The Whitecaps beat Luis Robles before halftime. Kendall Waston flicked a ball toward the net, and Kekuta used his head to turn the ball off Justin Bilyeu and behind Robles. 1-0, 39′.

A foul outside the 18 nearly saw Kljestan level it up with a 45th minute free kick.

Kljestan should’ve tied it up with a PK just after the break. He didn’t, barely chipping his Panenka attempt above shin level. Woof.

Wright-Phillips made it 1-1 in the 62nd minute, when Zizzo’s cross dropped at his feet. A quick reaction had the ball in the back of the net.

Sacha Kljestan stars in “When Panenkas Fail” (video)

HARRISON, NJ - MARCH 22:  Sacha Kljestan #16 of New York Red Bulls heads the ball in front of Steve Birnbaum #15 of D.C. United during their match at Red Bull Arena on March 22, 2015 in Harrison, New Jersey.  (Photo by Jeff Zelevansky/Getty Images)
Photo by Jeff Zelevansky/Getty Images
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When Panenkas don’t go well, players look foolish.

Sacha Kljestan looks foolish.

The New York Red Bulls captain strode to the penalty spot to level the score in Wednesday’s CONCACAF Champions League quarterfinal first leg against the visiting Vancouver Whitecaps.

[ MORE: Leicester grabs away goal ]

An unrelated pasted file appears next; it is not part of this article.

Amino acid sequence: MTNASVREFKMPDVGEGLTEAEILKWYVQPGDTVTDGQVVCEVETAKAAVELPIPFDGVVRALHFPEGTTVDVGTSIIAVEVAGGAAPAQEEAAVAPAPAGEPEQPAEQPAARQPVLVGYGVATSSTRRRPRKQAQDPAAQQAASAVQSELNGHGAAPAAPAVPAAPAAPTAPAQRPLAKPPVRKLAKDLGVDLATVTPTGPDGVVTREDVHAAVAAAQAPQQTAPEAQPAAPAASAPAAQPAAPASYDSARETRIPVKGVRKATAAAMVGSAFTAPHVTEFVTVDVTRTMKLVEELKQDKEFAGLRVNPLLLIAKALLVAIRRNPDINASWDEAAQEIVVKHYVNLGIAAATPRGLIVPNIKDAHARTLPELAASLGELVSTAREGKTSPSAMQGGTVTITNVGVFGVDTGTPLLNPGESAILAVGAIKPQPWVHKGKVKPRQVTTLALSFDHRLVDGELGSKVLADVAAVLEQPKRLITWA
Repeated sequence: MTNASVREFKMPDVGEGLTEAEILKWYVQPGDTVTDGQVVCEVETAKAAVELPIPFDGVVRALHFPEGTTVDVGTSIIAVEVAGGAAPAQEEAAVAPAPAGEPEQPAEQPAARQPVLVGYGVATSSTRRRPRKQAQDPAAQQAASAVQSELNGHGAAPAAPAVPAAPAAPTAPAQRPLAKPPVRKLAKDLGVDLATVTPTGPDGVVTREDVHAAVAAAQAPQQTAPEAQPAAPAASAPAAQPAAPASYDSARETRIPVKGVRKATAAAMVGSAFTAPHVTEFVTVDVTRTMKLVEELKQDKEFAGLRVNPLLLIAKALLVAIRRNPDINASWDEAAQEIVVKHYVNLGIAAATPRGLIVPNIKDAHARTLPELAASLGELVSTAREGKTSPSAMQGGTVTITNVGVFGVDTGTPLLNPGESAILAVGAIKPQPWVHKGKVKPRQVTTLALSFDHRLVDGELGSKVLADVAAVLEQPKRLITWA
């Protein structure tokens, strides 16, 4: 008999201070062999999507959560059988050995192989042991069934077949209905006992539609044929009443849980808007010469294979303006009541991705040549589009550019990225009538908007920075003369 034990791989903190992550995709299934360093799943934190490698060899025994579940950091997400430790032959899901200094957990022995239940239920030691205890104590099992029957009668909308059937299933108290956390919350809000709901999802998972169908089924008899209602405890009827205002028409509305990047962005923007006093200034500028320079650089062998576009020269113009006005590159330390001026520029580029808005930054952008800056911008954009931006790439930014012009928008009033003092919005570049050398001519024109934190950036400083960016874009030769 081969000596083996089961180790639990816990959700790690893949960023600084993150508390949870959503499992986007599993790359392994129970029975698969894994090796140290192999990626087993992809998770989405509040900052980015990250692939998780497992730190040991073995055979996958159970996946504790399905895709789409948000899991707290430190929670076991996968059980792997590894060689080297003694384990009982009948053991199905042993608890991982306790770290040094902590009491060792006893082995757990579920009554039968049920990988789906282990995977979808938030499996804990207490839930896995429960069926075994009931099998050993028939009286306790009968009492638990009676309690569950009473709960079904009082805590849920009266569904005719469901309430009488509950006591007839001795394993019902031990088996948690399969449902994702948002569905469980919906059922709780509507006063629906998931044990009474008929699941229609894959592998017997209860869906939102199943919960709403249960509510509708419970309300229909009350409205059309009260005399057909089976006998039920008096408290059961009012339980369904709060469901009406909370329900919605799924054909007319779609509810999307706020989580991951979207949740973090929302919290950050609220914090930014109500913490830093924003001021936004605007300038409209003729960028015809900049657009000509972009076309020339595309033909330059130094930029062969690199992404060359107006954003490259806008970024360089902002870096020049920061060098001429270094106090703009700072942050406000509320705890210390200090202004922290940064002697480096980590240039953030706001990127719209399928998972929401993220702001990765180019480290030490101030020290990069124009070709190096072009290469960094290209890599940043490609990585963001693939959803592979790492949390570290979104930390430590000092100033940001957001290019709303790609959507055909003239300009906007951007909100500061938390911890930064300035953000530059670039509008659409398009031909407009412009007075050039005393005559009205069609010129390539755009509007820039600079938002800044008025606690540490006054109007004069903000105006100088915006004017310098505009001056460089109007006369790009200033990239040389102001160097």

Only he didn’t. Kljestan chipped his attempt barely a foot off the ground, allowing David Ousted to kick the chance away. Bradley Wright-Phillips blazed the rebound over the frame, and it remained 1-0 for the ‘Caps.

WATCH: Liverpool loanee nets hat trick for U.S. U-20 side

STEVENAGE, ENGLAND - SEPTEMBER 19:  Brooks Lennon of Liverpool celebrates his goal during the Premier League 2 match between Tottenham Hotspur and Liverpool at The Lamex Stadium on September 19, 2016 in Stevenage, England.  (Photo by Matthew Lewis/Getty Images)
Photo by Matthew Lewis/Getty Images
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If Brooks Lennon brings this sort of scoring prowess to Real Salt Lake, he may just walk away Rookie of the Year.

On loan from Liverpool, Lennon is first on duty with the United States U-20 men’s national team in Costa Rica.

The U.S. opened U-20 World Cup qualifying with a 1-0 loss to Panama, and was under the gun when it allowed an early goal to Haiti late Tuesday evening.

[ MORE: Rooney’s agent in China ]

But Lennon scored a trio of goals and sent in the corner that Luca de la Torre eventually finished as the Yanks won 4-1. The U.S. has St. Kitts and Nevis in the final group match on Friday.

The top two teams from each group of four advance to the next round, in which four teams will qualify for the U-20 World Cup. That tournament is set for May in South Korea.